SAN LEANDRO — A cannabis manufacturing business is on track to open on Catalina Street, where workers will roll joints, fill vape cartridges with cannabis oil, manufacture resin and make edibles.
What will not be taking place at the location, however, is the highly dangerous and illegal process of removing the “honey oil” extract from marijuana with butane gas, which was what authorities said was taking place on Timothy Drive in May and caused an explosion, injuring two people and resulting in four arrests.
The blast blew off the building’s roof and sent debris flying over a four-block area.
Eric Hughes of ASHA Pharmaceuticals, which is behind the business, told the city’s Board of Zoning Adjustments on Aug. 6 that it will respect the law.
“ASHA has spent a considerable amount of time developing a cannabis business model that complies with the city of San Leandro’s ordinance regarding cannabis and also complies with state regulations,” Hughes said.
He also addressed the explosion before board members voted unanimously to grant the business a conditional use permit.
“We do not want the actions of illegal operators in this unfortunate situation to take away from ASHA’s mission,” Hughes said.
ASHA Pharmaceuticals initially planned to use what is called a “volatile” process, which calls for the use of butane, hexane or pentane to extract the potent oil from the plant that can be then used in a variety of ways, such as for vaping or as an ingredient in edibles.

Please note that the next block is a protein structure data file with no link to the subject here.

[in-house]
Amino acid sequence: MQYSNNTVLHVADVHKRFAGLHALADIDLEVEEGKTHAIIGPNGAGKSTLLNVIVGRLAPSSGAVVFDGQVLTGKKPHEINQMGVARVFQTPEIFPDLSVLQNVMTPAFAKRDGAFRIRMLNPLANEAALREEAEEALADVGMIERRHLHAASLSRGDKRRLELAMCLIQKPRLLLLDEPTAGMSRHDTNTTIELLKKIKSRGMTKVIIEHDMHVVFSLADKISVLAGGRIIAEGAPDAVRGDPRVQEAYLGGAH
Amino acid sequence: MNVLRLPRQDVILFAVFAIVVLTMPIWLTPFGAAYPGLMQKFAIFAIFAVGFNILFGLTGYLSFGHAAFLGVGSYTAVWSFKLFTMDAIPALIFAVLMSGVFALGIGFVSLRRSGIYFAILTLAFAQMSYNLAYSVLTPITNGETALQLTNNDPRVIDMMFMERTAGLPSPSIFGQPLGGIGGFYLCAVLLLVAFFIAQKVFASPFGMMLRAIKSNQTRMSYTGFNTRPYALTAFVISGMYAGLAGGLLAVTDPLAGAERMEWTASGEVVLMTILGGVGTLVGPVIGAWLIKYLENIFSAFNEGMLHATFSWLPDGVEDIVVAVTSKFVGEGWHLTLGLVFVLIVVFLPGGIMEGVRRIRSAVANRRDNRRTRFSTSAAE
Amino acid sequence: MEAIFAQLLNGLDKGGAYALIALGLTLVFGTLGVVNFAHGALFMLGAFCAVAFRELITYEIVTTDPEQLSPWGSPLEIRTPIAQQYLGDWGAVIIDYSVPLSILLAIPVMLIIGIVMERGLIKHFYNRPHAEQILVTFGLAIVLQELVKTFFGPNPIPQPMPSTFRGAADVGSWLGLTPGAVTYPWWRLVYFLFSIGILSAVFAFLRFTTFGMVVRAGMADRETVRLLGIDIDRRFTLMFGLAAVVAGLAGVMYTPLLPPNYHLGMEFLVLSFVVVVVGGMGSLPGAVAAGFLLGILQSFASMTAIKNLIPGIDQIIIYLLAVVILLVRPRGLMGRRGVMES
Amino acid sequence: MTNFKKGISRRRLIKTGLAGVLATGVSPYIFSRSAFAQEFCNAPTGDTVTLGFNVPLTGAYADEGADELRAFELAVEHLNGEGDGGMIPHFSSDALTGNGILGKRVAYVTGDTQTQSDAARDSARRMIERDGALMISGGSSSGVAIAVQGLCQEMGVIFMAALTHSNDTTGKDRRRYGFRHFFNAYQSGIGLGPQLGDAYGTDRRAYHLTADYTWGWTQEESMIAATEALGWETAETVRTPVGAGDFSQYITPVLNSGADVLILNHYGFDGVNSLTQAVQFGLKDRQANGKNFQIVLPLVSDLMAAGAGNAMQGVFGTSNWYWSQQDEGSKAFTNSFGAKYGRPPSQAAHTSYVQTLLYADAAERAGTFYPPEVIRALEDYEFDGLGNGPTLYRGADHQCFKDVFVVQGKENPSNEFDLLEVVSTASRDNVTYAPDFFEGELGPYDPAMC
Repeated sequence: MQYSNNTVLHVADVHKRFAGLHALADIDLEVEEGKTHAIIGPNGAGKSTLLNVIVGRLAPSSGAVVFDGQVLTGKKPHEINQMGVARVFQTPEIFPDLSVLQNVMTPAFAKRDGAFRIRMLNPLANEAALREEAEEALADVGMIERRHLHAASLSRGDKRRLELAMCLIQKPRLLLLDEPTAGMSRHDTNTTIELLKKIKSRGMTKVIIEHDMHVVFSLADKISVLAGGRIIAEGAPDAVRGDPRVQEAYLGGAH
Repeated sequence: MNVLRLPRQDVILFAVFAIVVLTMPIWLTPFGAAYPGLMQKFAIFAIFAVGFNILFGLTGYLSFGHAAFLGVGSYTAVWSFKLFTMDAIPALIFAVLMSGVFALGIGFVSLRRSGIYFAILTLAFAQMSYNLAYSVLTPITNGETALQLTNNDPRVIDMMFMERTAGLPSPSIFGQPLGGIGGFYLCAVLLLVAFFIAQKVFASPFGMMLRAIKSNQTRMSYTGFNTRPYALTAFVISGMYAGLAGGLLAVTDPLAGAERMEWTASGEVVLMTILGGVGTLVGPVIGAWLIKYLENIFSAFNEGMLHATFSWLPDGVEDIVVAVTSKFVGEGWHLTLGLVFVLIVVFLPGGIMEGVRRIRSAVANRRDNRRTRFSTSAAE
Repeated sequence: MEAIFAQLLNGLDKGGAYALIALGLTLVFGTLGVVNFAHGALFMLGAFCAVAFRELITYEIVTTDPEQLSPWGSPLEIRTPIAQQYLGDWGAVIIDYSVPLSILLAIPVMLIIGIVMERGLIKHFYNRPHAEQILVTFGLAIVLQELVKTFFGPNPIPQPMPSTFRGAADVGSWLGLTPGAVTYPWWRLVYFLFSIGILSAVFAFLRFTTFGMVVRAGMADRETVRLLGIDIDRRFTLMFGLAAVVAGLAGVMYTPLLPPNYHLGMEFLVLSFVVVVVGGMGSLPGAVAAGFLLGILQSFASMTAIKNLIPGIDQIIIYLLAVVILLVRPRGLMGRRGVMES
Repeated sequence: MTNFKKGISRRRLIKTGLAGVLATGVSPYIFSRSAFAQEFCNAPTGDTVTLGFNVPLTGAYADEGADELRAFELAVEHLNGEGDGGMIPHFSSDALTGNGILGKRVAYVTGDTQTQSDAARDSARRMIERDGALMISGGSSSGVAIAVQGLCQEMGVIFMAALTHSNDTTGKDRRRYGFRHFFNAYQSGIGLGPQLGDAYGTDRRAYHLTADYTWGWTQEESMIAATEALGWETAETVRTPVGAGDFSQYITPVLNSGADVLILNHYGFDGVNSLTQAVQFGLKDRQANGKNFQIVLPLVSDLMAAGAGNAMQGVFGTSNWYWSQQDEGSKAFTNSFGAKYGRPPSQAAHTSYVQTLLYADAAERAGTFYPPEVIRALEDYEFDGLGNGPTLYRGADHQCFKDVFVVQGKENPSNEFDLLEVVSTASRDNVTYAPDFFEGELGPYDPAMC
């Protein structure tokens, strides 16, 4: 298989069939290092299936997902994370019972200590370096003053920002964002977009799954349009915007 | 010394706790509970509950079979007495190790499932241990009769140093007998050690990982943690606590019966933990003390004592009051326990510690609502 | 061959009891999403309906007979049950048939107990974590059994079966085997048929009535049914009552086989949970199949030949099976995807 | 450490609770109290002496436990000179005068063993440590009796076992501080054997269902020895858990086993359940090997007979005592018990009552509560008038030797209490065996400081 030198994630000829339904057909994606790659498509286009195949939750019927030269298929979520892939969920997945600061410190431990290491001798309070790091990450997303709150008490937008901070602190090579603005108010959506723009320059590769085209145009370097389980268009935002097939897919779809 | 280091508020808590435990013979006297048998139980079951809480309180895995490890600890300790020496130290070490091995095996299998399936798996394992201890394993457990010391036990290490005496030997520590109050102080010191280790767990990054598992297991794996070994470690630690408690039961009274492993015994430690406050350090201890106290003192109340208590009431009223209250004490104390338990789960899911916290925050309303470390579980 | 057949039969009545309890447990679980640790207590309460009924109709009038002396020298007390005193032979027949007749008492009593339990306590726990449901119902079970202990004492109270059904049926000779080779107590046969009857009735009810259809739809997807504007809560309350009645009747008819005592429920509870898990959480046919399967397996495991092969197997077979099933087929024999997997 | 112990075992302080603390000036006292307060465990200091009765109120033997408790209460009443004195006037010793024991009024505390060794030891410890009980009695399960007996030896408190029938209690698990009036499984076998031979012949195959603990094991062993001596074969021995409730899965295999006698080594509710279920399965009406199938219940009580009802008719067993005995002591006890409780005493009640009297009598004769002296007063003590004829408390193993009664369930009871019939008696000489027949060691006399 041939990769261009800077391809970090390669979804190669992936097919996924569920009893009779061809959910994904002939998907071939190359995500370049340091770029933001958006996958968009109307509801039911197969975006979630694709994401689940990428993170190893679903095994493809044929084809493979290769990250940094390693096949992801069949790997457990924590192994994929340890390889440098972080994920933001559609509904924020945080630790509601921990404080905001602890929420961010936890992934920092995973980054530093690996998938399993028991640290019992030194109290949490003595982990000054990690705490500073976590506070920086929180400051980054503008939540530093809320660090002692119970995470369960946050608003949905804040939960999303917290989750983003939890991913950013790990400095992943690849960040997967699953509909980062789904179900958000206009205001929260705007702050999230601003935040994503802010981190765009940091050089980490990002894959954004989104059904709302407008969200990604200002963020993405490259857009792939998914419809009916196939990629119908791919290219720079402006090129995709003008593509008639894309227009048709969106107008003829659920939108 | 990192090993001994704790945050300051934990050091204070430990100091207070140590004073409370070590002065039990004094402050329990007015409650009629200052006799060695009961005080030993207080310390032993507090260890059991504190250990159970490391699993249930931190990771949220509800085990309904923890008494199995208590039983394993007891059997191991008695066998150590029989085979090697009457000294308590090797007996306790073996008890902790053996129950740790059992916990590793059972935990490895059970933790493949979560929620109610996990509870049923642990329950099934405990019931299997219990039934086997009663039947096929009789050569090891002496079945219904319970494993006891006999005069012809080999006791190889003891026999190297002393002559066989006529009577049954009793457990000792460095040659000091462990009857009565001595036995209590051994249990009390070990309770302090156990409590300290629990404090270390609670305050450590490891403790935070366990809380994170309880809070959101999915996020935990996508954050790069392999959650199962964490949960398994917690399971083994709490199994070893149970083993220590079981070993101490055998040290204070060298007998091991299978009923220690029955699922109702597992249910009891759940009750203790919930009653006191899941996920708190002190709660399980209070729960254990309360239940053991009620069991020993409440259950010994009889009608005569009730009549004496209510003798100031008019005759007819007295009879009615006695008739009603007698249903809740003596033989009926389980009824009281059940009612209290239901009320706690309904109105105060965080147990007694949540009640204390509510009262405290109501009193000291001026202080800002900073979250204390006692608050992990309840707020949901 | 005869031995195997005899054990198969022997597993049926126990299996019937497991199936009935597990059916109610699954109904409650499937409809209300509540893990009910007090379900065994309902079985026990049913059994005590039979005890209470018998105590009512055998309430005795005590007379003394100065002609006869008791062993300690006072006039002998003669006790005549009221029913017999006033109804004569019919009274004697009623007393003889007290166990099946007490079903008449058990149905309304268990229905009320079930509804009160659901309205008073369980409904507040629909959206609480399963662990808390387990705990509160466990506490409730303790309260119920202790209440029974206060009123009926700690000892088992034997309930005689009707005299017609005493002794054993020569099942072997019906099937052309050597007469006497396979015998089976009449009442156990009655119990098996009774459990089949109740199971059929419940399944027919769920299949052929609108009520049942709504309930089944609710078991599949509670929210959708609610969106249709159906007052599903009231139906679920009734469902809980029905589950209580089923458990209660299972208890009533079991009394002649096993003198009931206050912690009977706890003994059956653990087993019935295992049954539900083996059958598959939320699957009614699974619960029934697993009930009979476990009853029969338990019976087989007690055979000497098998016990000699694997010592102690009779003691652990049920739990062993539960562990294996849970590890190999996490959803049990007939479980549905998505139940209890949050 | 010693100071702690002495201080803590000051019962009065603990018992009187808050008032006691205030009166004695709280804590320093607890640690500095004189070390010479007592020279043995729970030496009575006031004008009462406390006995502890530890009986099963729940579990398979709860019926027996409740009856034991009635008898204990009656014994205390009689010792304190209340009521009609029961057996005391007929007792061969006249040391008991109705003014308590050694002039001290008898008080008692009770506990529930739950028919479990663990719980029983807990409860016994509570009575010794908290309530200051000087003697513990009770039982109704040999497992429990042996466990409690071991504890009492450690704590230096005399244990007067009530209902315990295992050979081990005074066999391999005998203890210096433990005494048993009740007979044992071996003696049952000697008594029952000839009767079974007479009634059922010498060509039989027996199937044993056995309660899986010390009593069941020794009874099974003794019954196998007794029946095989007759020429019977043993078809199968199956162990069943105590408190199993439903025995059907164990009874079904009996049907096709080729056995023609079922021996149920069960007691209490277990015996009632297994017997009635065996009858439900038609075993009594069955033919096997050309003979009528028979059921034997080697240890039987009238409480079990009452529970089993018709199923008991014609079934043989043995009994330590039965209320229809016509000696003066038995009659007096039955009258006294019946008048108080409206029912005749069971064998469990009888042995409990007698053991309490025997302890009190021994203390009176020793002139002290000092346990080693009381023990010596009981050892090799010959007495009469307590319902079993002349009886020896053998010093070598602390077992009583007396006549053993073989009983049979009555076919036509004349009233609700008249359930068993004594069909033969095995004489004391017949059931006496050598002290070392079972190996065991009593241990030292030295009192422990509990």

But the business removed the request from its application following the explosion in the 1700 block of Timothy Drive.
The cannabis facility will open at 14505 and 14509 Catalina St. in what previously housed a food manufacturing, research and development company, city Planner Brianne Reyes said.
It will initially have 10 employees, but the company anticipates adding six more when fully operational, Reyes said.
ASHA Pharmaceuticals will take up about 4,800 square feet of the building, she said, while offices of other businesses will continue within the building’s remaining 2,700 square feet.
City officials recommended the board allow the manufacturing business to go forward.
The board’s decision is final. But appeals, which will be heard by the City Council, can be filed within 15 days of the Aug. 6 decision.